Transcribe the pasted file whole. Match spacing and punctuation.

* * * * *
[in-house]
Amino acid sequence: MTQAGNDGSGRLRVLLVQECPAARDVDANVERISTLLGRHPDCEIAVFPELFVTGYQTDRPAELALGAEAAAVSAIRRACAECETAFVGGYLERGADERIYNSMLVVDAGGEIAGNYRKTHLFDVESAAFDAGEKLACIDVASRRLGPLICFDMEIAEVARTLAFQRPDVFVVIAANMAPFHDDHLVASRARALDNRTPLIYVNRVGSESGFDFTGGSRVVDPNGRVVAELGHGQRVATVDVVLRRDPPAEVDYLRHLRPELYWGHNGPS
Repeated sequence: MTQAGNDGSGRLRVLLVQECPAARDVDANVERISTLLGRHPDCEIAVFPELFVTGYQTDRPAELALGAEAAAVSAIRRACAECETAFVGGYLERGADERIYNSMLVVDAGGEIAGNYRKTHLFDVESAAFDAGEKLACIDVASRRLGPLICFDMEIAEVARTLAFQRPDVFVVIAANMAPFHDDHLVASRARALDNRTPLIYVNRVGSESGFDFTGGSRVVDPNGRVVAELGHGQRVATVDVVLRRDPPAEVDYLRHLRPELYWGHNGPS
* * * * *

[in-house]
Amino acid sequence: MTQAGNDGSGRLRVLLVQECPAARDVDANVERISTLLGRHPDCEIAVFPELFVTGYQTDRPAELALGAEAAAVSAIRRACAECETAFVGGYLERGADERIYNSMLVVDAGGEIAGNYRKTHLFDVESAAFDAGEKLACIDVASRRLGPLICFDMEIAEVARTLAFQRPDVFVVIAANMAPFHDDHLVASRARALDNRTPLIYVNRVGSESGFDFTGGSRVVDPNGRVVAELGHGQRVATVDVVLRRDPPAEVDYLRHLRPELYWGHNGPS
Repeated sequence: MTQAGNDGSGRLRVLLVQECPAARDVDANVERISTLLGRHPDCEIAVFPELFVTGYQTDRPAELALGAEAAAVSAIRRACAECETAFVGGYLERGADERIYNSMLVVDAGGEIAGNYRKTHLFDVESAAFDAGEKLACIDVASRRLGPLICFDMEIAEVARTLAFQRPDVFVVIAANMAPFHDDHLVASRARALDNRTPLIYVNRVGSESGFDFTGGSRVVDPNGRVVAELGHGQRVATVDVVLRRDPPAEVDYLRHLRPELYWGHNGPS